πανευφήμων -> all-praiseworthy

ohsi · 8 · 1924

Offline ohsi

  • Semi-Newbie
  • *
    • Posts: 10
    • Gender:Female
panfymon-english translation
« Last Edit: 11 Nov, 2014, 09:15:11 by spiros »


Offline spiros

  • Administrator
  • Hero Member
  • *****
    • Posts: 806861
    • Gender:Male
  • point d’amour
    • spiros.doikas
    • greektranslator
    • doikas
    • lavagraph
    • Greek translator CV
Are you sure this is (Modern) Greek? It is not spelled with Greek letters either. Where did you find it?
« Last Edit: 10 Nov, 2014, 17:14:27 by spiros »




Offline spiros

  • Administrator
  • Hero Member
  • *****
    • Posts: 806861
    • Gender:Male
  • point d’amour
    • spiros.doikas
    • greektranslator
    • doikas
    • lavagraph
    • Greek translator CV
all-praiseworthy
πανεύφημος - Ancient Greek - English Dictionary (LSJ)

πανεύφημος
(ιδίως ως τιμητικός τίτλος ή προσφώνηση) αυτός που επαινείται ή αξίζει να επαινεθεί σε μεγάλο βαθμό, ο άξιος κάθε ευφημίας («χαρμονικῶς ἡ μνήμη σου ἐκτελεῑται, πανεύφημε», Μηναί.).
[ΕΤΥΜΟΛ. < παν-* + εὔφημος]
πανεύφημος



Offline ohsi

  • Semi-Newbie
  • *
    • Posts: 10
    • Gender:Female

Offline ohsi

  • Semi-Newbie
  • *
    • Posts: 10
    • Gender:Female
Are you sure this is (Modern) Greek? It is not spelled with Greek letters either. Where did you find it?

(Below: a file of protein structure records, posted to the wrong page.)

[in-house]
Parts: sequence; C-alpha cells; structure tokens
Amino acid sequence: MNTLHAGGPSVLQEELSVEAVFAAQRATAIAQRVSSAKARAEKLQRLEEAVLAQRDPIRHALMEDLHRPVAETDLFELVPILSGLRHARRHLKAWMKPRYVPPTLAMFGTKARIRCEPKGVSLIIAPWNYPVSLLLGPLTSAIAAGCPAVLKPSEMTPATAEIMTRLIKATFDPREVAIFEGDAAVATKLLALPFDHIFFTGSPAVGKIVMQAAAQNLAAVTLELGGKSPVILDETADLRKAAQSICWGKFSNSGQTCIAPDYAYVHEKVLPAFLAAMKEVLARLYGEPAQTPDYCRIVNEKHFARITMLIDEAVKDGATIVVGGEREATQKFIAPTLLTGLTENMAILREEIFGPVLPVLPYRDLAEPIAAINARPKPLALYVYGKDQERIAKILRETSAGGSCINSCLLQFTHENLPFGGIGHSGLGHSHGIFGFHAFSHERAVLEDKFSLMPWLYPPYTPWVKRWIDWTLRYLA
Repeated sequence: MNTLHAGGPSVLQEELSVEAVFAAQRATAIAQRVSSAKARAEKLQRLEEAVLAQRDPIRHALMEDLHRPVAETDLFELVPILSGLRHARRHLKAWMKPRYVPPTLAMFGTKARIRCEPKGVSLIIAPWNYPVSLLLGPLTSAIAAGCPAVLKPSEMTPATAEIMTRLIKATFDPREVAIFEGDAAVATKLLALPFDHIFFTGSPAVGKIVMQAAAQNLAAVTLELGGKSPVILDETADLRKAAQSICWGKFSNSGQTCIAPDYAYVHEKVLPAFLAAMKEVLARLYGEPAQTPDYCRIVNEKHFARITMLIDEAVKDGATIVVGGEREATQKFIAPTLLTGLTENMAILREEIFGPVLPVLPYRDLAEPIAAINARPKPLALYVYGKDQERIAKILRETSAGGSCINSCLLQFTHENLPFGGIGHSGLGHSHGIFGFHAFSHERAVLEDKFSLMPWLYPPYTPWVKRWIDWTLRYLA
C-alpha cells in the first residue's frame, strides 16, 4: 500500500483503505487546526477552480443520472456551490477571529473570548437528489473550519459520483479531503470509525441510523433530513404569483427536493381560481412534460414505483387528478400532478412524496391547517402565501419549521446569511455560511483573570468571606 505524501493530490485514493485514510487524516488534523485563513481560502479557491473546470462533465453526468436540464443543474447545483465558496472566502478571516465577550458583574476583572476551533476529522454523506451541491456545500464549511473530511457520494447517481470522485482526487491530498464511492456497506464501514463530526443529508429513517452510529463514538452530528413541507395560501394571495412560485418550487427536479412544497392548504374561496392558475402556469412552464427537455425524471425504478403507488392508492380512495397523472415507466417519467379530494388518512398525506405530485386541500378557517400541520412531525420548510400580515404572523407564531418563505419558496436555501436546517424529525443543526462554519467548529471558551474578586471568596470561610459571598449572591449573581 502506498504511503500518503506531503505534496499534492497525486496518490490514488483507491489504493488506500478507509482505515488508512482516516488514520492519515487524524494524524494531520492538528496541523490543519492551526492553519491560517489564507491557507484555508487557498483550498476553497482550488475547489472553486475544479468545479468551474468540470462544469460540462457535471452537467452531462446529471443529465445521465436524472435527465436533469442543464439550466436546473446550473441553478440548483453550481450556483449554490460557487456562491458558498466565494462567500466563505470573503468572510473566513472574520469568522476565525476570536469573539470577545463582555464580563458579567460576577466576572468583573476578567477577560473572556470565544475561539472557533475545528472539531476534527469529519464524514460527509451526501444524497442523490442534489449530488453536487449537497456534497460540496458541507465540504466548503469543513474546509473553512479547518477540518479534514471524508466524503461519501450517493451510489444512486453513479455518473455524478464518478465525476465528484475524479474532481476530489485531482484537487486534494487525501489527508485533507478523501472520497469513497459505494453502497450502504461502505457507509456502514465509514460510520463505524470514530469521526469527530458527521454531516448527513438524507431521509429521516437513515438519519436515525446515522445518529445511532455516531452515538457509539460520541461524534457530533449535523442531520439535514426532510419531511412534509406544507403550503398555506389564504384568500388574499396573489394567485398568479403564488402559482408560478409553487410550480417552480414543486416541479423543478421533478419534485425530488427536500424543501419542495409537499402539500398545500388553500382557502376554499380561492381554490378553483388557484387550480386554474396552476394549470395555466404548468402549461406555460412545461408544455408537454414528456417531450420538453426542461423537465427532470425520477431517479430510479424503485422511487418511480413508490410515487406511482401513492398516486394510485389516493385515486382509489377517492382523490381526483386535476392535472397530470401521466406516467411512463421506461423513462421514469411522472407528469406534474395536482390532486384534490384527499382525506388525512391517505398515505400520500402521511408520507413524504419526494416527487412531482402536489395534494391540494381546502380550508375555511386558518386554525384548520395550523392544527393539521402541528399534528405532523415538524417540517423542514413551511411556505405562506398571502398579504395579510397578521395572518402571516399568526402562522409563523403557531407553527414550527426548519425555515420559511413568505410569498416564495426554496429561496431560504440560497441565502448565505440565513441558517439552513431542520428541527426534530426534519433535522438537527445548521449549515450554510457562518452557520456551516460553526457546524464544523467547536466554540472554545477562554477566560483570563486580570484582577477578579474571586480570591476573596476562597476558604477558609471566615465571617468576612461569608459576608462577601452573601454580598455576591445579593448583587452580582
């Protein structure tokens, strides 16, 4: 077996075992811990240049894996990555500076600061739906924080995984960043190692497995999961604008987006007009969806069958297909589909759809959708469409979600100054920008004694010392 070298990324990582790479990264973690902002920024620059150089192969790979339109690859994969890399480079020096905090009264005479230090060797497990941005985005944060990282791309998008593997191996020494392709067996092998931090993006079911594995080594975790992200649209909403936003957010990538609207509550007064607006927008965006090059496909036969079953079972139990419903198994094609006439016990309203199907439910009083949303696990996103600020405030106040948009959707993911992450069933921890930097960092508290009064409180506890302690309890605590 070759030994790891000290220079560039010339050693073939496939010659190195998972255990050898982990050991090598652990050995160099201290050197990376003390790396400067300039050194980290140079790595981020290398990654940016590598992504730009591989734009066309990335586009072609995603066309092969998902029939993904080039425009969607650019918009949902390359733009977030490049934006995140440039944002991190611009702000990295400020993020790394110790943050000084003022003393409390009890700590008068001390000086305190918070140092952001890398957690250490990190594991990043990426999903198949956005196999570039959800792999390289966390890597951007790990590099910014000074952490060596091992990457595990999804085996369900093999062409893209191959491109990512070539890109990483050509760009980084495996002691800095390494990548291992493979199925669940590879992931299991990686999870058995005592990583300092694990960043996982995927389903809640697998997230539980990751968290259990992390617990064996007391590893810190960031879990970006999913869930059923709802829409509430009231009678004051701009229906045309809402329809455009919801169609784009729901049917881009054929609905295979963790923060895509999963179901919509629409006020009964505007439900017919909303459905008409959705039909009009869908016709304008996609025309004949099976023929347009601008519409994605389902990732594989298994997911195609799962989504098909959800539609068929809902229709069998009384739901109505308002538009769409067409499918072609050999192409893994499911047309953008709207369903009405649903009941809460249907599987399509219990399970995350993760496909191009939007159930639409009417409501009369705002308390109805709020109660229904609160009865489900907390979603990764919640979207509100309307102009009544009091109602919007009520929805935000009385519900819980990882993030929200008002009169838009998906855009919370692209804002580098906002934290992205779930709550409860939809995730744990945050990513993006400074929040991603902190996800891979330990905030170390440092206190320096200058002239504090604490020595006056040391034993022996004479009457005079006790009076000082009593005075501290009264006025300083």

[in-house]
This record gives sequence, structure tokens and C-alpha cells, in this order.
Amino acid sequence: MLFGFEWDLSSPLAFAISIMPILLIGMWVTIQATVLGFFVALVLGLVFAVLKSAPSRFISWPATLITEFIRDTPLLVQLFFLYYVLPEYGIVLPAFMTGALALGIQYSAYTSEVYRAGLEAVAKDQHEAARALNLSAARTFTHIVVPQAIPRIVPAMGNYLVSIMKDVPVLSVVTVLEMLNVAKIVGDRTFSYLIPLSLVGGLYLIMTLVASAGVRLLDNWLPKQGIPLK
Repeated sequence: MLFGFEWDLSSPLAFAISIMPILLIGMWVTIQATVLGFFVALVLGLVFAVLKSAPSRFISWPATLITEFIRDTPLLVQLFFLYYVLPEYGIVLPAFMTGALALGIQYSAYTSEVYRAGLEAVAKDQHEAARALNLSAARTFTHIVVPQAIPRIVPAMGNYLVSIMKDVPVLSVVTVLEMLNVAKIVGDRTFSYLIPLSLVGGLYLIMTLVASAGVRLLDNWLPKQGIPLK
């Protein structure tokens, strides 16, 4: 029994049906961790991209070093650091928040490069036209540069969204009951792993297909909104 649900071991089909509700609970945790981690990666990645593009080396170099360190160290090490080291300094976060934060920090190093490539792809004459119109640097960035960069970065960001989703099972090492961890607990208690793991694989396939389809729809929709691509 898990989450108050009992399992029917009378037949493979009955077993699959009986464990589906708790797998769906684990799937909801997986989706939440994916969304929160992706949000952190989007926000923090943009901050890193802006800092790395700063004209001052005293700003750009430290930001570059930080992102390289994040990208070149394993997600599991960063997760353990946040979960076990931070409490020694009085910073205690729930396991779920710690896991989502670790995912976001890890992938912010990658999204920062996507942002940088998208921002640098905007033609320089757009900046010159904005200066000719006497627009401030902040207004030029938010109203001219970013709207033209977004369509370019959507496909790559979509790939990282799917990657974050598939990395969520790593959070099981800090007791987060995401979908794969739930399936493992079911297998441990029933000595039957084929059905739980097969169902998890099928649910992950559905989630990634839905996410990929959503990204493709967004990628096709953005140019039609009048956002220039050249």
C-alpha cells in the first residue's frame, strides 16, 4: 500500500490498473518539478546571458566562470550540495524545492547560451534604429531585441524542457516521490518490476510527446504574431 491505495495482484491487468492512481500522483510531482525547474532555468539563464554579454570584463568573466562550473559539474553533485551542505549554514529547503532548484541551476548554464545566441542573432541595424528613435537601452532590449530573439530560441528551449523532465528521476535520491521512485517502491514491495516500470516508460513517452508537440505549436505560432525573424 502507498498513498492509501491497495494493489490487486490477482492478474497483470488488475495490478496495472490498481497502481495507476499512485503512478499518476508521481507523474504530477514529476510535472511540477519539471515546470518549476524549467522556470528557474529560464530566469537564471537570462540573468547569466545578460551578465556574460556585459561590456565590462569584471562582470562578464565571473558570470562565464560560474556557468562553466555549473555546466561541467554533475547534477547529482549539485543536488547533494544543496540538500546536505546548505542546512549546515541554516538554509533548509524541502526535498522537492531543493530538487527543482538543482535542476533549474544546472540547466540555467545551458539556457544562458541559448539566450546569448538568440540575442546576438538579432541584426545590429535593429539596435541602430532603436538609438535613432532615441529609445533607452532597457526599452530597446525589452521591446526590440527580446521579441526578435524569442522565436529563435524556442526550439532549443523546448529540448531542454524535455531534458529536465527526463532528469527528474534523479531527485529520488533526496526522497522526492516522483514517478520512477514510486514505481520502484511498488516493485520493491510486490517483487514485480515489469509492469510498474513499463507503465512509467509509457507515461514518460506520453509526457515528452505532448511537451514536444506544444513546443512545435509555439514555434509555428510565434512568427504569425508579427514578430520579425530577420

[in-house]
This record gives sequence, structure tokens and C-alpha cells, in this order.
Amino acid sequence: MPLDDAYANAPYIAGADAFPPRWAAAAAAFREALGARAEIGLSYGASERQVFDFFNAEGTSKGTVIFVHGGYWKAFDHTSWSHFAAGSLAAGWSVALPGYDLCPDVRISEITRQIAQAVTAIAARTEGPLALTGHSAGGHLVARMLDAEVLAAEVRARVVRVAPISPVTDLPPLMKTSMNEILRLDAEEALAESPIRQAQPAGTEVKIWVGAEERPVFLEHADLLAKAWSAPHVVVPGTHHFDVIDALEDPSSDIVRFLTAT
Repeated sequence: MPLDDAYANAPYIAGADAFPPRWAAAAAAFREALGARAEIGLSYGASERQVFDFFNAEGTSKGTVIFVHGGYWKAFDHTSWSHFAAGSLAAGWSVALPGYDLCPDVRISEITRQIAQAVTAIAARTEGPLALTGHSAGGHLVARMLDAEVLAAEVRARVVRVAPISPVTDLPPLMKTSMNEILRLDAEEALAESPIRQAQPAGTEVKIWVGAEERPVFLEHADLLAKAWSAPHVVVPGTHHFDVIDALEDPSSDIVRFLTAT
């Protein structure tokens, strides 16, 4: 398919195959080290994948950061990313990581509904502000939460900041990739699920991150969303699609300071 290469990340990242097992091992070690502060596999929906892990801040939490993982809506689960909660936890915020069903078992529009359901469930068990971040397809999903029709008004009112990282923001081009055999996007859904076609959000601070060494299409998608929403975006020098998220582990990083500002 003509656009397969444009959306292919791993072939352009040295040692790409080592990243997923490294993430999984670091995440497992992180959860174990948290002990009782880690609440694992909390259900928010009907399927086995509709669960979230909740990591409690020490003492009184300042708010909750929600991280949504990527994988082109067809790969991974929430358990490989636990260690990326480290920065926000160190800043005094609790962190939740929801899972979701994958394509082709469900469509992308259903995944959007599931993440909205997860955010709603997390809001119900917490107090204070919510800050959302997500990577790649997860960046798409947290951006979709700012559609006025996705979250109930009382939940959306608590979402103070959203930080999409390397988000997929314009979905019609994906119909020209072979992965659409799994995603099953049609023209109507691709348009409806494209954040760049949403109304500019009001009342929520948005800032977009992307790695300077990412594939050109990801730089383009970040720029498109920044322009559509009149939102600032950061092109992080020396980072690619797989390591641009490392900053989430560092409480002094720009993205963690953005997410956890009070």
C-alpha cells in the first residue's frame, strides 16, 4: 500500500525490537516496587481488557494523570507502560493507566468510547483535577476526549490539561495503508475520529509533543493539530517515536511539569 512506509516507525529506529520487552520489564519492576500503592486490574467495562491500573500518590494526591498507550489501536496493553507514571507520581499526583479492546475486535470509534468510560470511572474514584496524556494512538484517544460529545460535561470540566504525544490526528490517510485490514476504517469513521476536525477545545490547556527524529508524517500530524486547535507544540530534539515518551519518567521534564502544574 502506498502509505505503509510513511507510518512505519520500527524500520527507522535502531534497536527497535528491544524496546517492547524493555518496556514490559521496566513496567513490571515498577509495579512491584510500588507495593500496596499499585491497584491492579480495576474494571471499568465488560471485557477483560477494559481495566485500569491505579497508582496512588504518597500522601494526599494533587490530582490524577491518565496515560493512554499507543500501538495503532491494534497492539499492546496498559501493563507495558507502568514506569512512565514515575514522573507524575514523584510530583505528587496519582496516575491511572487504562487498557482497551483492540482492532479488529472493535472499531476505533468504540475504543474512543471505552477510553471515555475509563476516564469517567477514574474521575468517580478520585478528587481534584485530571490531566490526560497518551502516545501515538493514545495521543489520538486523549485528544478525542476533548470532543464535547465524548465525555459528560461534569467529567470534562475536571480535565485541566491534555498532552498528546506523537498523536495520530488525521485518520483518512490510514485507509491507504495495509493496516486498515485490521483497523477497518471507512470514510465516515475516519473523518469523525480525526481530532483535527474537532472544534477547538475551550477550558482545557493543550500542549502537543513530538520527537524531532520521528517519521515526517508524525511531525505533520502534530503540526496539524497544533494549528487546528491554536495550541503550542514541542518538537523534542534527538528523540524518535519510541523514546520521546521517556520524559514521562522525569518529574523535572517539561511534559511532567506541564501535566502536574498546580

The word is a part from an inscription carved into a stone column ,dated back to a 9th century.The column has been found in Bulgaria.
« Last Edit: 09 Dec, 2014, 18:48:11 by billberg23 »


Offline billberg23

  • Moderator
  • Hero Member
  • *****
    • Posts: 5860
    • Gender:Male
  • Words ail me.
The word is a part from an inscription carved into a stone column ,dated back to a 9th century.The column has been found in Bulgaria.
In that case, ohsi, PANFYMON is more likely to be a Slavic word derived from a Greek epithet, perhaps formed from pan, "completely" + thymοō, "rage," "be high-spirited" (cf. panthymadon, Adv., "most heartily," Homer, Odyssey 18.33).  Maybe PANFYMON = panthymos in the accusative singular or genitive plural case.
« Last Edit: 19 Dec, 2014, 22:34:53 by billberg23 »


Offline ohsi

  • Semi-Newbie
  • *
    • Posts: 10
    • Gender:Female
In that case, ohsi, PANFYMON is more likely to be a slavic word derived from a Greek epithet, perhaps formed from pan, "completely" + thymοō, "rage," "be high-spirited" (cf. panthymadon, Adv., "most heartily," Homer, Odyssey 18.33).  Maybe PANFYMON = panthymos in the accusative singular or genitive plural case.
thanks for the explanation, I think "completely high-spirited" corresponds best to the context of the inscription
« Last Edit: 19 Dec, 2014, 22:37:34 by billberg23 »


 

Search Tools